Table 2

Calculated infant feeding patterns in the age group 0-6 months in 20 developing countries1 (n = 47,071)

Calculated infant feeding patterns in the age group 0-6 months in 20 developing countries1 (n = 47,071)
Calculated infant feeding patterns in the age group 0-6 months in 20 developing countries1 (n = 47,071)

To have a more detailed view, we employed counterfactual analysis using results from the regression analysis [18] to compare growth and health outcomes of exclusively breastfed infants in the DHS with infants on other feeding schemes (table 3). Z-scores for length and weight were calculated based on the WHO 2006 Child Growth Standards [19]. In addition, percentages of infants with stunting and wasting were calculated. The cutoffs for stunting and wasting were 2 z-scores below the median of the WHO z-scores (2.3rd percentile). Exclusively breastfed infants had significantly higher height and weight z-scores than nonbreastfed infants and a lower probability of stunting and wasting (table 3). In addition, probability of different diseases was significantly lower. The differences were also significant when exclusively breastfed infants were compared with the whole cohort of nonexclusively breastfed infants including the subgroups who received different types of weaning foods, milk liquids, and formula. Exclusive breastfeeding could not be compared with exclusive formula feeding, because most individual country surveys had identified only <3 infants who were exclusively fed formula. Counterfactual analysis in the subgroup of infants between 4 and 6 months of age indicated trends of lower disease probability in exclusively breastfed infants (table 3). Breastfed infants had higher weight z-scores than nonbreastfed infants. The analysis confirmed that in infants below 6 months of age, both exclusive and nonexclusive breastfeeding was associated with beneficial effects on growth and health when compared to nonbreastfeeding. The limitations of all DHS data are that they are cross-sectional, and dietary intake and morbidity are self-reported by the parents. Therefore, only associations can be presented here but no causal relationship. This DHS data review and analysis, like many other studies, strongly supports the importance of the WHO feeding recommendations for infants between 0 and 6 months [1]. Suboptimal breastfeeding results in >800,000 child deaths annually [20]. A systematic review of 110 randomized clinical trials and quasi-experimental studies recently indicated that educational or counseling interventions may increase exclusive breastfeeding by 90% from 1 to 6 months [20]. If such interventions will work, the exclusive breastfeeding rate could go up from 32 to 60% in the 20 countries in this analysis.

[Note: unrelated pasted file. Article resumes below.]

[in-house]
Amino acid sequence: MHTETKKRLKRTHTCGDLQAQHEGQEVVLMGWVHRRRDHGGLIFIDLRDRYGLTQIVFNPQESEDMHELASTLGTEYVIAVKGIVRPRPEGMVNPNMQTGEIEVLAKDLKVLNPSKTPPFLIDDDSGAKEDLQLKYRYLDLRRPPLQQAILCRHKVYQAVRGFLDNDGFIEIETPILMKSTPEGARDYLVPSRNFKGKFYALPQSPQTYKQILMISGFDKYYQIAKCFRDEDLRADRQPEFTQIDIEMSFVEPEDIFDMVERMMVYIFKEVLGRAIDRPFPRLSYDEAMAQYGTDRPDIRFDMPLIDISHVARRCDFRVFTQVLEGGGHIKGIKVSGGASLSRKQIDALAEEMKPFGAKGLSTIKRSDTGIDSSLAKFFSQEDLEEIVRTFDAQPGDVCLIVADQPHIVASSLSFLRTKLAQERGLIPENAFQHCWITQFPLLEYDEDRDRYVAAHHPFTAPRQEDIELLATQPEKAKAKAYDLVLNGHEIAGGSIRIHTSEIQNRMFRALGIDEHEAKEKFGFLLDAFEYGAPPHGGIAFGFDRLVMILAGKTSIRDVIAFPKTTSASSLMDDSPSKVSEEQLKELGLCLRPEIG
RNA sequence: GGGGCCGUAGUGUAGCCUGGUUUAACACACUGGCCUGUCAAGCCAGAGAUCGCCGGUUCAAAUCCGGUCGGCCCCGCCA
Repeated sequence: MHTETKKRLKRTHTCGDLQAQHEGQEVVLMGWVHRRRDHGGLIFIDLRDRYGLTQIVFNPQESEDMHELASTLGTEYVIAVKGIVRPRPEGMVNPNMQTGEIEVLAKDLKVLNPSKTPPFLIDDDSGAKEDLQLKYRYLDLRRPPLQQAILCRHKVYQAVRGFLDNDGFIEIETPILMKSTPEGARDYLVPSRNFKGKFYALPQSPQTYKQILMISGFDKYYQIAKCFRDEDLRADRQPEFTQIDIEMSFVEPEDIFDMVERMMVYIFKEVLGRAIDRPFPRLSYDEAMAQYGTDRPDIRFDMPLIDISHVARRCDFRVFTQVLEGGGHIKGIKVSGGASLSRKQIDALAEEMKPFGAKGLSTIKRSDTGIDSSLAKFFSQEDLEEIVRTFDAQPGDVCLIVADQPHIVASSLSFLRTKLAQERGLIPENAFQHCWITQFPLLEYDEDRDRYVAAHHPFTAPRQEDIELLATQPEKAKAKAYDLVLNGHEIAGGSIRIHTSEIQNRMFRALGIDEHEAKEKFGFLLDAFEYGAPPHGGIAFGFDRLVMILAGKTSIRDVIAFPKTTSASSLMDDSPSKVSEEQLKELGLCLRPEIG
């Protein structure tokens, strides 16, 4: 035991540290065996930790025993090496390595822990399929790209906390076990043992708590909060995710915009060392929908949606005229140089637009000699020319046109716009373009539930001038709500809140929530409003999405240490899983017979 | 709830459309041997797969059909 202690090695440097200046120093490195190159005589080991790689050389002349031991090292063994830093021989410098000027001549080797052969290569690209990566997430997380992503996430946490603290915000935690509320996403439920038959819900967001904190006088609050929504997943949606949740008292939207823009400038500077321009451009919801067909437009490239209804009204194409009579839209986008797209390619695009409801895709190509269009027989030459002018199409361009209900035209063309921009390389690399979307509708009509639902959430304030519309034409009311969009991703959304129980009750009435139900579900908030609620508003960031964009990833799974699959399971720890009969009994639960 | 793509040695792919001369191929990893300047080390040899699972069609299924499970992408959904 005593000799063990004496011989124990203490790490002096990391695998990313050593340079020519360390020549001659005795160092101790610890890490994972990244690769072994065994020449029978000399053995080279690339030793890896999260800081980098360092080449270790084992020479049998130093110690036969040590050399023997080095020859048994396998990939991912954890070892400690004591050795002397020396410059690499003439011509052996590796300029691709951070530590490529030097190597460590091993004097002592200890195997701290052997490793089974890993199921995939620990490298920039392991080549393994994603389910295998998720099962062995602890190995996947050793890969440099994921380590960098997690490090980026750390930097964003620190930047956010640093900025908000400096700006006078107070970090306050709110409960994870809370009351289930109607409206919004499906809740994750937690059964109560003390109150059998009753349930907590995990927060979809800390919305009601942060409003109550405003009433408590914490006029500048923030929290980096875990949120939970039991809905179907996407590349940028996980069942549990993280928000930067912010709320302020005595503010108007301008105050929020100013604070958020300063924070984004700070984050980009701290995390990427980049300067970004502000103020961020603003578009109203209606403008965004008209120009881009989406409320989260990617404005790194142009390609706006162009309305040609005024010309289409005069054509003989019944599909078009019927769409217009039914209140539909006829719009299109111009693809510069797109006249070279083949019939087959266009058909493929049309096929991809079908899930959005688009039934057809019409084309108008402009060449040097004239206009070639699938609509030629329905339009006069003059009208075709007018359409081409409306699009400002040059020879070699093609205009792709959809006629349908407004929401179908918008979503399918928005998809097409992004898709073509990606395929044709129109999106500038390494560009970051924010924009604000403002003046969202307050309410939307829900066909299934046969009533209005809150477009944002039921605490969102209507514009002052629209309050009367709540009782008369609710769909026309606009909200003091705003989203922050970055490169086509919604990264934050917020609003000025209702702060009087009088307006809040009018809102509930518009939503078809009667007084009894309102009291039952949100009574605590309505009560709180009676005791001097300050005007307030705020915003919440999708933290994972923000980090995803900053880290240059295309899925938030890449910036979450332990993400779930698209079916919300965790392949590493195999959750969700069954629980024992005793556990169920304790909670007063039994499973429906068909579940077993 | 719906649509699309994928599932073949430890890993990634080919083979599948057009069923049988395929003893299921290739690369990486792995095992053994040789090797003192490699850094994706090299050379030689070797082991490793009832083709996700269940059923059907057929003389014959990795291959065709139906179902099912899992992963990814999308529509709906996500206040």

Table 3